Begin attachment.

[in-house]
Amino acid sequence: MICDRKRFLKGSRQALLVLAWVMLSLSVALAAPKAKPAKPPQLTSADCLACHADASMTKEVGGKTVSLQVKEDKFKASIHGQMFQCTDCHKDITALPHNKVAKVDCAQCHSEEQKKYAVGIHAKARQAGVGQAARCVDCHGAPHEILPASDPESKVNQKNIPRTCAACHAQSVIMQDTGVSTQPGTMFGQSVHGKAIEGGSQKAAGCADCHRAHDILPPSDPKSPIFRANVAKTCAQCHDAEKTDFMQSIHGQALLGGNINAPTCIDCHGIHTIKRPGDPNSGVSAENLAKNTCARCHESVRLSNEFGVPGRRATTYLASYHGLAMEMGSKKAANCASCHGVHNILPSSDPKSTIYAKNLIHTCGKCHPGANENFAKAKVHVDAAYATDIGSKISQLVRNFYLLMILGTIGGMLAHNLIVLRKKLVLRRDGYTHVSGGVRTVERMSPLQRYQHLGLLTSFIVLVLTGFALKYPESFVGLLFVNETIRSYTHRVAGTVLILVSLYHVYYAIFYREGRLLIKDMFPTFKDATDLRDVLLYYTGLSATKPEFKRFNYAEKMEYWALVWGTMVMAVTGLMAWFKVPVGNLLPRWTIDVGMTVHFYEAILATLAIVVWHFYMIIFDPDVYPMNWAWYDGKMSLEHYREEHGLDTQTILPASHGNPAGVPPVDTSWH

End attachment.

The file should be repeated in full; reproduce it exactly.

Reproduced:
[in-house]
Amino acid sequence: MICDRKRFLKGSRQALLVLAWVMLSLSVALAAPKAKPAKPPQLTSADCLACHADASMTKEVGGKTVSLQVKEDKFKASIHGQMFQCTDCHKDITALPHNKVAKVDCAQCHSEEQKKYAVGIHAKARQAGVGQAARCVDCHGAPHEILPASDPESKVNQKNIPRTCAACHAQSVIMQDTGVSTQPGTMFGQSVHGKAIEGGSQKAAGCADCHRAHDILPPSDPKSPIFRANVAKTCAQCHDAEKTDFMQSIHGQALLGGNINAPTCIDCHGIHTIKRPGDPNSGVSAENLAKNTCARCHESVRLSNEFGVPGRRATTYLASYHGLAMEMGSKKAANCASCHGVHNILPSSDPKSTIYAKNLIHTCGKCHPGANENFAKAKVHVDAAYATDIGSKISQLVRNFYLLMILGTIGGMLAHNLIVLRKKLVLRRDGYTHVSGGVRTVERMSPLQRYQHLGLLTSFIVLVLTGFALKYPESFVGLLFVNETIRSYTHRVAGTVLILVSLYHVYYAIFYREGRLLIKDMFPTFKDATDLRDVLLYYTGLSATKPEFKRFNYAEKMEYWALVWGTMVMAVTGLMAWFKVPVGNLLPRWTIDVGMTVHFYEAILATLAIVVWHFYMIIFDPDVYPMNWAWYDGKMSLEHYREEHGLDTQTILPASHGNPAGVPPVDTSWH